This workflow type facilitates the process of manually translating a document from one language to any number of other languages. It is unique in that it can be associated only with a translation management library. Therefore, to use the Translation Management workflow, you first need to create a translation management library.

To do this, navigate to the main page of the portal and click the View All Site Content link on the Quick Launch bar. Then click the Create button at the top of the subsequent page. This displays a page that allows you to create various SharePoint items, including document libraries and other list types. Translation Management Library is listed under the Libraries heading. Click the link to create a new library for use with the Translation Management workflow. When you’re creating a new translation management library, you can automatically create and associate a Translation Management workflow with the new library.

After a translation management library is created and a Translation Management workflow is associated with it, any new documents added to the library are duplicated for each language to be translated to as dictated by the translators list associated with the workflow. You are given an opportunity to create a new list of translators and associated languages when you’re configuring the workflow’s settings. This list is used when a new document is added to the document library and its language is set. Translators are assigned to source and destination languages.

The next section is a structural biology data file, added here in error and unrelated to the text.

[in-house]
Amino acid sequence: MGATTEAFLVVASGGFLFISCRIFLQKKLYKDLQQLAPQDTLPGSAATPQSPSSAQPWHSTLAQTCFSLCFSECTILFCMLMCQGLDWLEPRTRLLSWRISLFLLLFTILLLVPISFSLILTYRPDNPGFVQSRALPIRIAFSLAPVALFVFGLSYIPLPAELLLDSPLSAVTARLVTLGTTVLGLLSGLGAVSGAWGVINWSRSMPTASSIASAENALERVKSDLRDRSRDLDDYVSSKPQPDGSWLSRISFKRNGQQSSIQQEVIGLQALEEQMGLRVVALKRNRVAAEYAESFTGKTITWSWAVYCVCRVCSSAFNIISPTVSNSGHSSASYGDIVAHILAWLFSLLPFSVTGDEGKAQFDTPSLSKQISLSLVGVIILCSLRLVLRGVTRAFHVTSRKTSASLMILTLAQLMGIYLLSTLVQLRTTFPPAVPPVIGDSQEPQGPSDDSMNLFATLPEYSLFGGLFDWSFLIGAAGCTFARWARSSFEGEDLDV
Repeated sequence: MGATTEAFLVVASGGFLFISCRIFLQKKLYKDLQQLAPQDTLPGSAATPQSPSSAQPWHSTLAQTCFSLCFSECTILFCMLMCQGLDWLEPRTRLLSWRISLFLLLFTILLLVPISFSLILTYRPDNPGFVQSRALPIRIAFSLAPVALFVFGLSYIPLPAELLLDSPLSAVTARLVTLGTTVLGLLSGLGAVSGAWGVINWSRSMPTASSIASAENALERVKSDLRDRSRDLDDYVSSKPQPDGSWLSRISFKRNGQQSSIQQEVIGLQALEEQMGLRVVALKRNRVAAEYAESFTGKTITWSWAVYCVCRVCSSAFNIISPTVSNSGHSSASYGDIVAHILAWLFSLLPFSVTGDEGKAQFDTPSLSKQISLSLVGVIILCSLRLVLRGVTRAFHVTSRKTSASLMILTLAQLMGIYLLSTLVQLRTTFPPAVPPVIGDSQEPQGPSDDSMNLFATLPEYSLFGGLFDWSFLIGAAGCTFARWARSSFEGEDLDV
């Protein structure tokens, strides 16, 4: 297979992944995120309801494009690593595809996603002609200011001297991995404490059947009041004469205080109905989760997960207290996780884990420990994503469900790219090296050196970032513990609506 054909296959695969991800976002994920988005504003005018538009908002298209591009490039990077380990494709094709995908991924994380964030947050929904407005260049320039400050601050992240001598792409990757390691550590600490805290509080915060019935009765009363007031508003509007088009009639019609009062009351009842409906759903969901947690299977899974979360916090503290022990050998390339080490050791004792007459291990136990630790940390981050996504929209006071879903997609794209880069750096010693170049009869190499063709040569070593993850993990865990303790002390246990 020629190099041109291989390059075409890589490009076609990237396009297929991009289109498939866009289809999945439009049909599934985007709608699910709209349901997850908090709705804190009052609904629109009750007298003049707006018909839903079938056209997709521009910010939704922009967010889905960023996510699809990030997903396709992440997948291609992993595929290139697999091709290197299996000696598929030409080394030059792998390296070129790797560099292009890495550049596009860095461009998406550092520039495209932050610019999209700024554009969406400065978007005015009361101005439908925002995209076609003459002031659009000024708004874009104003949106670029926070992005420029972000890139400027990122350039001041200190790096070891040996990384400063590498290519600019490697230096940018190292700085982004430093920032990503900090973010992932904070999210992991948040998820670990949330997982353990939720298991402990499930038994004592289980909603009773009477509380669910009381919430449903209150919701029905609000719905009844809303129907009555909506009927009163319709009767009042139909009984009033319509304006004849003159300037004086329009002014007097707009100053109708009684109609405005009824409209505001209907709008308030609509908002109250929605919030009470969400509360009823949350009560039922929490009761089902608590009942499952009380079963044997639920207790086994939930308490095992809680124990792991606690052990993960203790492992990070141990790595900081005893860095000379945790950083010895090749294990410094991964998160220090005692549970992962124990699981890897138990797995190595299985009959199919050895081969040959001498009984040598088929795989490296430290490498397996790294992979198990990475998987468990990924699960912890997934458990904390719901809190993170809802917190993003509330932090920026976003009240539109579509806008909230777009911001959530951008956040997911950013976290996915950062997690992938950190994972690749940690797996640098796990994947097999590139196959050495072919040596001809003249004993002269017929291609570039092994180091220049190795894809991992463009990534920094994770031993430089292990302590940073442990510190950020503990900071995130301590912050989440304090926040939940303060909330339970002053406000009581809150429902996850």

The Three-state workflow is included as a generic state-machine workflow that has three states. Most likely, this workflow type will be associated with an Issue Tracker list because a simple issue tracking process would commonly have three states. For example, if an issue representing a software bug is created, it generally starts out in a state called something like New or Active. After a developer sees and fixes the documented issue, he or she generally changes the issue’s status to Fixed or Resolved. The issue’s originator then tests the software to make sure the bug was truly taken care of. If everything looks good, the issue transitions to a closed state.

However, the Three-state workflow is not specific to any item or document type. You can configure it to be used for any scenario that requires an item to transition between a beginning, middle, and end state. You can use the choice fields in the document library to customize the workflow’s states. When configuring a Three-state workflow, you must specify a choice field to populate the Initial, Middle, and Final states.